Meeting News

Dental screening by PCPs reduce oral health disparities among children

SAN FRANCISCO — Identifying children at high risk for dental caries in a primary health care setting prevents the development of caries in early childhood, while creating more accessible and cost-effective oral health care, according to data presented at the 2016 AAP National Conference and Exhibition.

“Because children have multiple well-child pediatric visits in the early years of life, many lower socioeconomic status and minority children have much greater access to medical care than to dental care,” Margherita R. Fontana, DDS, PhD, of the department of cariology, restorative sciences and endodontics at University of Michigan’s School of Dentistry, told Infectious Diseases in Children.

Magherita Fontana, MD
Margherita R. Fontana

“If primary care providers can engage in oral health screening and anticipatory guidance (brushing with a fluoride toothpaste as soon as the first tooth erupts, dietary recommendations, etc.), apply fluoride varnish, and direct children at high risk of caries to a dental home, there is a large opportunity for the disease to be prevented, and enamel can be remineralized at the initial stages of dental caries, before irreversible damage occurs,” she added.

Fontana and colleagues performed a prospective, multicenter longitudinal study to investigate the association between caries risk and fluoride recommendations within the primary health care setting. They distributed a caries risk questionnaire to the primary caregivers of 1,326 children (49% girls; 13% Hispanic, 41% white, 33% black, 2% other, 10% multi-racial; 58% enrolled in Medicaid; 95% living in urban communities) who visited either Duke University, Indiana University or University of Iowa’s clinical medical research center.

Children were examined for caries at baseline at age 12 ± 3 months, and again after 18 months at age 30 ± 3 months. Of the 1,326 recruited children, 1,059 completed the 18-month examination. The researchers used a generalized estimating equations logistic regression model to assess questionnaire responses.

The examinations indicated that at age 30 months, 7% of children developed cavitated caries lesions that were significantly more likely to occur in children who were prescribed drops or tablets of fluoride from their physician or dentist at age 12 months (OR = 8.5) and children who received topical fluoride such as fluoride varnish from a primary care provider (OR = 2.47). Among those who received fluoride, 69% have never visited a dentist. Children enrolled in Medicaid were more likely to receive a fluoride recommendation compared with those not enrolled (Duke: 43% vs. 3%; Indiana: 2% vs. 1%; Iowa: 22% vs. 5%). However, less than half of the children enrolled in Medicaid received a fluoride recommendation overall.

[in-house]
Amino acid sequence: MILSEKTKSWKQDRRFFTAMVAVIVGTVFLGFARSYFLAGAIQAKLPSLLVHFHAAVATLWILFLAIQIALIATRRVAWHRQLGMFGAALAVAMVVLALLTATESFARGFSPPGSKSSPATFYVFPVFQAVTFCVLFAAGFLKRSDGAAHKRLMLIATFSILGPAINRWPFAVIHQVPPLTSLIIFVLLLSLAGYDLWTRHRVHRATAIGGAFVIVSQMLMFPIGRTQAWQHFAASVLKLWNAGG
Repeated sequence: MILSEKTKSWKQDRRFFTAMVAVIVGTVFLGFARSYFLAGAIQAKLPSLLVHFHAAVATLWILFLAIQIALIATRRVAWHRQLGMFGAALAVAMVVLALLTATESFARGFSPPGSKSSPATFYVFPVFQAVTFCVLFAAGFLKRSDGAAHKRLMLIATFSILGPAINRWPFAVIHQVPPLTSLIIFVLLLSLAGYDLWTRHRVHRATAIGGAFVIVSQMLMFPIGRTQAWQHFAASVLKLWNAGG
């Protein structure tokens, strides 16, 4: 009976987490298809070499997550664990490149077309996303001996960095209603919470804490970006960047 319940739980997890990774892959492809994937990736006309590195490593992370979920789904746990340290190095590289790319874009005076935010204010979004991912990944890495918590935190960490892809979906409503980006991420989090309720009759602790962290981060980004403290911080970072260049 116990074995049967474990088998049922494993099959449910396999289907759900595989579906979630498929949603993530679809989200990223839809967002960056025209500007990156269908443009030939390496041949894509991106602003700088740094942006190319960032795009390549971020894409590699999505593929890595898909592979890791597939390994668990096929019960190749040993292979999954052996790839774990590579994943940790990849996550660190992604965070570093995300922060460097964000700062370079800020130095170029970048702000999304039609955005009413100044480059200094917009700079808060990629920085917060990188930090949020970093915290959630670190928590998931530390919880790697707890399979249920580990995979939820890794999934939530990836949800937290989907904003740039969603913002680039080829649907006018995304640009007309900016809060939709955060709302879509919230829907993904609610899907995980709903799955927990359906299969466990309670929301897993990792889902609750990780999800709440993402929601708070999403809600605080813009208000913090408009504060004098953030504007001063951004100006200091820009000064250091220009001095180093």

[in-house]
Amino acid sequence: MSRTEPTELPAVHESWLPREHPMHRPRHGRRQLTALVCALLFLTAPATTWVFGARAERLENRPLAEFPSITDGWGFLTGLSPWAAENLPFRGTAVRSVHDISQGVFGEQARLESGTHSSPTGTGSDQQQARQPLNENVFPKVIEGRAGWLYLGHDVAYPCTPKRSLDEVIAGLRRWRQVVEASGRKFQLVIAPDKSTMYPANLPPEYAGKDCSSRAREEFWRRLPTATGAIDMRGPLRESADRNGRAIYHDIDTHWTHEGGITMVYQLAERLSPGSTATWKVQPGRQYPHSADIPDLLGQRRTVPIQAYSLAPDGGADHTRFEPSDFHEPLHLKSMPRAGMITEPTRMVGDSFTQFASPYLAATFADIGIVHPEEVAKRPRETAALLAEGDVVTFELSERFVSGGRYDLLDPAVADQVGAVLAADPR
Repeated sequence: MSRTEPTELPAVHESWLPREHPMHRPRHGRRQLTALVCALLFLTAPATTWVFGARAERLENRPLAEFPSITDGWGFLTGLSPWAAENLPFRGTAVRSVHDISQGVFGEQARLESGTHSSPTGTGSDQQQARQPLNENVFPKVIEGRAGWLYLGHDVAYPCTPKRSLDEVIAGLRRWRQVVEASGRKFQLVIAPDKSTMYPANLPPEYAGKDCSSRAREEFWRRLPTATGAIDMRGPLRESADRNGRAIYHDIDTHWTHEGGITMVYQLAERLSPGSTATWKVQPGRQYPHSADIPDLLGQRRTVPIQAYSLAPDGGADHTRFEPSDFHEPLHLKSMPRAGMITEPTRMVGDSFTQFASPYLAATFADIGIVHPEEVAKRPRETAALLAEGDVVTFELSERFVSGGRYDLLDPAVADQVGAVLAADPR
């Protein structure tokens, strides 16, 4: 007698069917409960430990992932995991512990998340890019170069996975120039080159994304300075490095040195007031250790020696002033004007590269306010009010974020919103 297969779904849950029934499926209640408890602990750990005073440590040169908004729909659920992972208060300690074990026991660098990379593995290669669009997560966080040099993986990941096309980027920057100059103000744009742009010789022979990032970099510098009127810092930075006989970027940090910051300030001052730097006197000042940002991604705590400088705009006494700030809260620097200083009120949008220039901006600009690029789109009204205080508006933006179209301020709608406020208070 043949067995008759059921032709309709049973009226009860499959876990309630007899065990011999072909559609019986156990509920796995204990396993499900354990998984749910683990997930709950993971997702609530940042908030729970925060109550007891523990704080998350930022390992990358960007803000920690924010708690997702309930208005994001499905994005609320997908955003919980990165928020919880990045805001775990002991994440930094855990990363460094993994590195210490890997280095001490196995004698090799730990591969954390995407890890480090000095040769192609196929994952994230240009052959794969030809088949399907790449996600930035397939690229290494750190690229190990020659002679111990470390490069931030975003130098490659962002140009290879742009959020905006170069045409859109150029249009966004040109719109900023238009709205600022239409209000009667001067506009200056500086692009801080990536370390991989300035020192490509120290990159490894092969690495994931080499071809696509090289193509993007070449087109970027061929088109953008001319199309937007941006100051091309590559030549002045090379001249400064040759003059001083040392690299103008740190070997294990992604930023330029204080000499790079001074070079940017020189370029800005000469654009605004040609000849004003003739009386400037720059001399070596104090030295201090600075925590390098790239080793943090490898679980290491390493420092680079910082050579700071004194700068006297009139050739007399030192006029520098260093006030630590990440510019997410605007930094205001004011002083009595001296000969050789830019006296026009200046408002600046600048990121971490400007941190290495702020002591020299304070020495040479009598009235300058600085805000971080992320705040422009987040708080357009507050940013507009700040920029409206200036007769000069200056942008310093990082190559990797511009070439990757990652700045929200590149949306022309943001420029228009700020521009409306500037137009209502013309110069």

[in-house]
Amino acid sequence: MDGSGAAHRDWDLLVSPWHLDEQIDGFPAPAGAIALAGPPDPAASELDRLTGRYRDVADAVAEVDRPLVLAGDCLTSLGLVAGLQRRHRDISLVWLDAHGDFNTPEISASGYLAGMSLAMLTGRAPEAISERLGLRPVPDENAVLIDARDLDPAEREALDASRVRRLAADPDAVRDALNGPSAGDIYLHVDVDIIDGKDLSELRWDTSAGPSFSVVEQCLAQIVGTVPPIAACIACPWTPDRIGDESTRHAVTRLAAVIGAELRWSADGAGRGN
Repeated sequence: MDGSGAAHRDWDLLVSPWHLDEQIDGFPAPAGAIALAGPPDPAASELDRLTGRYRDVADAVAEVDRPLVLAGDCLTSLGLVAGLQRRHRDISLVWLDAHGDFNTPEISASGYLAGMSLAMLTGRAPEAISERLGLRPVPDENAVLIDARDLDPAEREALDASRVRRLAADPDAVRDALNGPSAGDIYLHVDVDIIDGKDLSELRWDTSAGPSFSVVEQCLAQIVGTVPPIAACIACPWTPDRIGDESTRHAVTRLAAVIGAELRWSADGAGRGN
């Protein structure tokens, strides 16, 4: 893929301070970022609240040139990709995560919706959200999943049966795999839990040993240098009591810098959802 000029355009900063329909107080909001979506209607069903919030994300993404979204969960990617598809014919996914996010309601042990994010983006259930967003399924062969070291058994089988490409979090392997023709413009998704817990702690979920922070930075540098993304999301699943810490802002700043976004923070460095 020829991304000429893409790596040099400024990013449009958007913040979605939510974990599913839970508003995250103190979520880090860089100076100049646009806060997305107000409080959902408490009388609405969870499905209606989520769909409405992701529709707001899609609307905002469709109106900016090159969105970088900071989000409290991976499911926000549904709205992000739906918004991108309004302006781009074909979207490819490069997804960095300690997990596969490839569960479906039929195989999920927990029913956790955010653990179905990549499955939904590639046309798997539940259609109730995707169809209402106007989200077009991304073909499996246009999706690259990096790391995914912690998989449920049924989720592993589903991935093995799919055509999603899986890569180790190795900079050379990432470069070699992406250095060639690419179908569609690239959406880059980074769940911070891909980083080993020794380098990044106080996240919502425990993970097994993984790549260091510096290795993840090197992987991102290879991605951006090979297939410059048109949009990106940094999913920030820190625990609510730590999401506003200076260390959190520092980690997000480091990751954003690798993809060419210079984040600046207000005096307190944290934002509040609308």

Consumption of sugary drinks by children was significantly associated with topical fluoride and fluoride recommendation. Additionally, parents were more likely to receive fluoride if they consumed sugary snacks or checked their child’s teeth more often.

Fontana told Infectious Diseases in Children that the results she presented at AAP “involves a preliminary analysis of partial study data, yet it showed that increased fluoride receipt/prescription from a health care provider at child’s age 12 months was associated with the child’s Medicaid status and some known cariogenic (ie, leading to cavities) dietary behaviors.

“Since the majority of the children in this study had never been to the dentist, the data suggests risk factors could be alerting medical providers and/or parents to consider the child at higher caries risk and affect fluoride recommendation,” she added. “This is a positive finding as it suggests that if we can validate caries risk indicators, medical health care providers might be willing and able to easily incorporate them into their decision-making for use/recommendation of preventive fluoride strategies (as it may appear they are already doing this ‘informally’).

“Our data also showed some differences between states participating in our study regarding fluoride receipt/prescription from a health care provider, and this could be related to state-specific reimbursement policies.” – by Alaina Tedesco

Reference:
Fontana MR, et al. Abstract # 319064. Presented at: AAP National Conference and Exhibition; Oct. 22-25, 2016; San Francisco, California.

Disclosure: Fontana reports funding by the National Institutes of Health.